Pop culture obsessives writing for the pop culture obsessed.
Pop culture obsessives writing for the pop culture obsessed.

Mafia II

From the opening moments of Mafia II, it’s clear that publisher 2K Games spared no expense in designing the game. The voice acting is great. The 1940s-era soundtrack is perfect. Everything from the rakish hats to the fonts on coffee-shop signs feels researched, considered, and labored over.

No doubt Mafia II hopes this avalanche of detail will sweep gamers away on a magical journey through time. When Bing Crosby sings “White Christmas” on the radio and snow falls between the buildings, it provides a glimpse of the brand of magic 2K was no doubt trying to evoke. Unfortunately, aging gameplay mechanics and weak plot turns make the game’s magic peel away faster than a bank-job getaway car.


The game tells the story of Vito Scaletta, a veteran who returns home from World War II and gets mixed up with the neighborhood mafia, Henry Hill-style. Missions consist of driving, shooting, and fist-fighting. Lengthy cutscenes wedged between missions are designed to justify whatever combination of driving, shooting, and fighting you’ve been tasked with.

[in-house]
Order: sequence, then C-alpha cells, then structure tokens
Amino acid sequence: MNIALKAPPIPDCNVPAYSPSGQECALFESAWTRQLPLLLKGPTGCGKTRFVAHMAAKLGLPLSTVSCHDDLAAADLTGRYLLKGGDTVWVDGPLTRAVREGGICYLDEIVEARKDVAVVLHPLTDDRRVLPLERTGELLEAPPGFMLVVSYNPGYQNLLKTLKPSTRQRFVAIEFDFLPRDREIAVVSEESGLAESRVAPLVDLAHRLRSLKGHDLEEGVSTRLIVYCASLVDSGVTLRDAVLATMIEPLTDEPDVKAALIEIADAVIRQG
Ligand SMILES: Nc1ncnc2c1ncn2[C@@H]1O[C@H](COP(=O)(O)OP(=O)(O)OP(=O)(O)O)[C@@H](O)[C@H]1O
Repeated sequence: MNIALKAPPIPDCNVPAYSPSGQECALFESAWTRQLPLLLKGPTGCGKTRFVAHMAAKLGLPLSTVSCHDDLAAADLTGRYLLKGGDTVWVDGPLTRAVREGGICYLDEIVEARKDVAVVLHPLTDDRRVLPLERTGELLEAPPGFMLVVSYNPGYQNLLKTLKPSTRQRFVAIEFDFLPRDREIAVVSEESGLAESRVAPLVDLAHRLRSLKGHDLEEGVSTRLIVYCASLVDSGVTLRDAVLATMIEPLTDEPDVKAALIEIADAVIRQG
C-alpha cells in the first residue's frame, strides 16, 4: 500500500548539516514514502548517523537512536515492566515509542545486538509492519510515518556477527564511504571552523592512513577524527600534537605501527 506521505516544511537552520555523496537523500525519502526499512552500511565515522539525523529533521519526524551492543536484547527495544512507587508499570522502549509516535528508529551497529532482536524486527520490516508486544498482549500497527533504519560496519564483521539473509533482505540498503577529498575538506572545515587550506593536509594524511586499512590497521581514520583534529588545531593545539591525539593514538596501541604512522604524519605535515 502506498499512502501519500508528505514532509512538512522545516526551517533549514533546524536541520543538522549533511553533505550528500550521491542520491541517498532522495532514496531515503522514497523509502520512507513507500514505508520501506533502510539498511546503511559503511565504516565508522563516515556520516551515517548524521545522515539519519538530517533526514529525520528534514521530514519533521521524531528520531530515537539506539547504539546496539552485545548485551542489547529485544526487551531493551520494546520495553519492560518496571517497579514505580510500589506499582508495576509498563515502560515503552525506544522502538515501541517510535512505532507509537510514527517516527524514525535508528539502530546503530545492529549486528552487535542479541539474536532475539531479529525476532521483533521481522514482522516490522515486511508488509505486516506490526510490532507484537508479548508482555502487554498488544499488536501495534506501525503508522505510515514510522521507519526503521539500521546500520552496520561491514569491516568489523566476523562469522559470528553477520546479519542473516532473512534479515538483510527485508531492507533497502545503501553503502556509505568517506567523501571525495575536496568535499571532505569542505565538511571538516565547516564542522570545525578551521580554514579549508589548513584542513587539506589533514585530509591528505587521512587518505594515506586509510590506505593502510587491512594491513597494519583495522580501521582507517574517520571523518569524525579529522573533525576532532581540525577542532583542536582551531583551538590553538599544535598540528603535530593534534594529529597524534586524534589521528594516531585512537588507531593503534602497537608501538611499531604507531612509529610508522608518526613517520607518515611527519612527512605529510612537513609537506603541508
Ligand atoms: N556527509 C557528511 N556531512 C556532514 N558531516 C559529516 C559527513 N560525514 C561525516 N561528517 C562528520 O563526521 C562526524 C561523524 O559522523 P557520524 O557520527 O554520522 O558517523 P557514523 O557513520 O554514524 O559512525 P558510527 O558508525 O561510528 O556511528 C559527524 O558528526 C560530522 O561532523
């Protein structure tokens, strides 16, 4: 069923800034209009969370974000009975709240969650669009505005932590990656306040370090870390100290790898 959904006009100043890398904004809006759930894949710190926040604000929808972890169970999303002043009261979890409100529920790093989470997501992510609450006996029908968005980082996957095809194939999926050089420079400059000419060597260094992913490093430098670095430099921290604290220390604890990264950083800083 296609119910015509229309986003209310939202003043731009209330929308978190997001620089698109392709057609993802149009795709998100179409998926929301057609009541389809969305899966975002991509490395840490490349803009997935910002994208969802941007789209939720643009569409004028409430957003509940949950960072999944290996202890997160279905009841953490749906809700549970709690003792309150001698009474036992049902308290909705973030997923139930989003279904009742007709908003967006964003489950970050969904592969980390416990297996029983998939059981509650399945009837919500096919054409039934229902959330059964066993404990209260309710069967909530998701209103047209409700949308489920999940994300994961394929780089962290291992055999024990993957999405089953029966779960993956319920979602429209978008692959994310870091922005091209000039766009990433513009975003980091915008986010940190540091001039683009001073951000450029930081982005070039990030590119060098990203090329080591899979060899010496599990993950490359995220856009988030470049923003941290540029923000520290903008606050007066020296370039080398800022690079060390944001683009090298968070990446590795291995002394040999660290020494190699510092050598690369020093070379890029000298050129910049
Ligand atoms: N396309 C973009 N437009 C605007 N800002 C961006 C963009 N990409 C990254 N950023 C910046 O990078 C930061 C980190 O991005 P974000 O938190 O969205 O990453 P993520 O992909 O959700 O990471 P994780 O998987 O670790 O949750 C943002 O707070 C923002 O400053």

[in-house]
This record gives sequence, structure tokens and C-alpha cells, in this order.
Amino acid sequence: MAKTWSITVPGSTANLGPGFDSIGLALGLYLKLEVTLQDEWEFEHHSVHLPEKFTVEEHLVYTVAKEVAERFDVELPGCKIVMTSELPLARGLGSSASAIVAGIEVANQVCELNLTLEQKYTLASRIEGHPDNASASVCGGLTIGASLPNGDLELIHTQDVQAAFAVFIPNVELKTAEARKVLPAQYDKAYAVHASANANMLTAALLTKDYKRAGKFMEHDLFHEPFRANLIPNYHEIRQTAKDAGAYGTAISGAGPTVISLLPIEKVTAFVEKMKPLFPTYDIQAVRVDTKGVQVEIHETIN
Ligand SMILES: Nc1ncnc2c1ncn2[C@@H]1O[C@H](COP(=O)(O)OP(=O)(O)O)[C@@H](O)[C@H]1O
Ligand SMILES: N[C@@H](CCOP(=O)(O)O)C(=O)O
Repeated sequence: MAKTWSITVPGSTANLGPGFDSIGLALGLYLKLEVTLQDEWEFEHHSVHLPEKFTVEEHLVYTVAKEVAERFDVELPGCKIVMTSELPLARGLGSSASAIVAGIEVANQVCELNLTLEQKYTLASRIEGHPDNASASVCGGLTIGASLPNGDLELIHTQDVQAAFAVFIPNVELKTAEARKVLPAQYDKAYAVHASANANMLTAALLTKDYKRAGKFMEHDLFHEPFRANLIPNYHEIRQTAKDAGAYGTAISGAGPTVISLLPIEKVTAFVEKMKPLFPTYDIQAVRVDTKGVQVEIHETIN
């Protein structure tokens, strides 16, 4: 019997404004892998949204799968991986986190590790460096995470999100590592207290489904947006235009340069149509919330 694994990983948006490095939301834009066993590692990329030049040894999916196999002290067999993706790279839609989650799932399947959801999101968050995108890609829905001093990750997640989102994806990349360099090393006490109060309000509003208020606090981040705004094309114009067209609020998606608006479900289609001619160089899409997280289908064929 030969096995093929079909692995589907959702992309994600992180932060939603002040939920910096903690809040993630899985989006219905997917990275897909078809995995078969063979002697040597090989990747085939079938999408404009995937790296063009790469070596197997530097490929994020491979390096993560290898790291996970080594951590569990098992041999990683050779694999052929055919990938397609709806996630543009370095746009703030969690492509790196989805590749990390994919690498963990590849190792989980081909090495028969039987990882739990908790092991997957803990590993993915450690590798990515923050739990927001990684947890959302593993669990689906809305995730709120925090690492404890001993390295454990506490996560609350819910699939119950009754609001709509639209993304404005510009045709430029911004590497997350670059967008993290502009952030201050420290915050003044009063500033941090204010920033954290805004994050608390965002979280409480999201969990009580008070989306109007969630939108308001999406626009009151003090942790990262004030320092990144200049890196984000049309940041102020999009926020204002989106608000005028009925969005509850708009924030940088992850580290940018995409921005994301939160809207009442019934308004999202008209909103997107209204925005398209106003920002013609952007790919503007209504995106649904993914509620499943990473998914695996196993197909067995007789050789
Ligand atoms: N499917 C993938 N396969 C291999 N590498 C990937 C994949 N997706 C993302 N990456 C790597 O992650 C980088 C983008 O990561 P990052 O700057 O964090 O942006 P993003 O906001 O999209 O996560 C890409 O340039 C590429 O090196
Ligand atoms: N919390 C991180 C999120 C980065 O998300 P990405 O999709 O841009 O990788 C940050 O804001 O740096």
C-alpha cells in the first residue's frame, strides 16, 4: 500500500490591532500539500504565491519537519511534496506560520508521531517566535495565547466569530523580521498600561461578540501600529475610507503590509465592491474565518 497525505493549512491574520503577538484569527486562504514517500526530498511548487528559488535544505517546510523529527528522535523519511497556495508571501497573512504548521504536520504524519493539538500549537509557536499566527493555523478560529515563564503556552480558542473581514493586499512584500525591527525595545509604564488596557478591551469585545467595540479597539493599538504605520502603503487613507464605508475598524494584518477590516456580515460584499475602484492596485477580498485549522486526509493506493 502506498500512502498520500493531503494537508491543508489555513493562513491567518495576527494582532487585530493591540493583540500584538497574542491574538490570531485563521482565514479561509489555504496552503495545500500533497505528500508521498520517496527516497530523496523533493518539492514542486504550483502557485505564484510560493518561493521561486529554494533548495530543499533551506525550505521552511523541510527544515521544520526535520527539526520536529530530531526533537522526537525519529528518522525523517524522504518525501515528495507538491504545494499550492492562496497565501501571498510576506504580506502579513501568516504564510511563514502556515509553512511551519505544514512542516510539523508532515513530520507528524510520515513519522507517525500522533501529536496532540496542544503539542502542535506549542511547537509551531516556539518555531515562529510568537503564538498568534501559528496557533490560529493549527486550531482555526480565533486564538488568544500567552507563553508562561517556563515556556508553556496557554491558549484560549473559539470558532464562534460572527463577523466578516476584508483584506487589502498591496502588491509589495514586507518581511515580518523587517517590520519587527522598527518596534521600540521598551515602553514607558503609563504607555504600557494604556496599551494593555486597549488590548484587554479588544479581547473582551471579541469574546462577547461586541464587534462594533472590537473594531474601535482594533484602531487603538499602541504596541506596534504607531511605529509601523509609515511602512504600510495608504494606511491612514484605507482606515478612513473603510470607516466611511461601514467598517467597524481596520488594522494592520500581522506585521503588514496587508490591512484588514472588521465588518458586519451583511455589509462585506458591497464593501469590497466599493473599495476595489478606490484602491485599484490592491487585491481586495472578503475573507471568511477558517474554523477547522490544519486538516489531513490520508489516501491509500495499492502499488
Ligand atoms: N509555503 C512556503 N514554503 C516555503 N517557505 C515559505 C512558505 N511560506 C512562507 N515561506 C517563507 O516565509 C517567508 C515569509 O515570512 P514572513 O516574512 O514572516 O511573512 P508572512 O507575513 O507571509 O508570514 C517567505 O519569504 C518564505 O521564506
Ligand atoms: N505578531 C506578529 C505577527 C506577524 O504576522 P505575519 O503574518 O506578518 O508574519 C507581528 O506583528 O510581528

The three gameplay types work well enough, but never distinguish themselves in any remarkable way. No one expected 2K to reinvent the open-world wheel, but the driving-shooting-fighting mix has been around since 2001’s Grand Theft Auto III, and it’s been stale—and getting staler—since GTA: Vice City.

For a game that often feels so crafted, Mafia II features plenty of incongruously thin narrative turns. One mission tasks you with stealing gas-ration stamps. Once you’ve stolen them, you’re informed that they’re dated and expire at midnight, which is only an hour away. Part two of the mission: Deliver the stamps to no less than six gas stations before they expire. Whatever suspension of disbelief you had peels away like a second getaway car.

Yet the game's greatest sin is that it fails to tell us anything new about mafiosos. Putting guys in suits, giving them Tommy guns, then having them engage in generic conversations about “made guys” isn’t enough substance to support a 15-hour game. After six seasons of The Sopranos, after Scarface, Goodfellas, and four GTA games, the cliché-ridden Mafia II expresses absolutely nothing fresh or worthwhile about organized crime. Remember “Leave the gun; take the cannoli”? Those six words contain more information about the mob than Mafia II does in its entirety.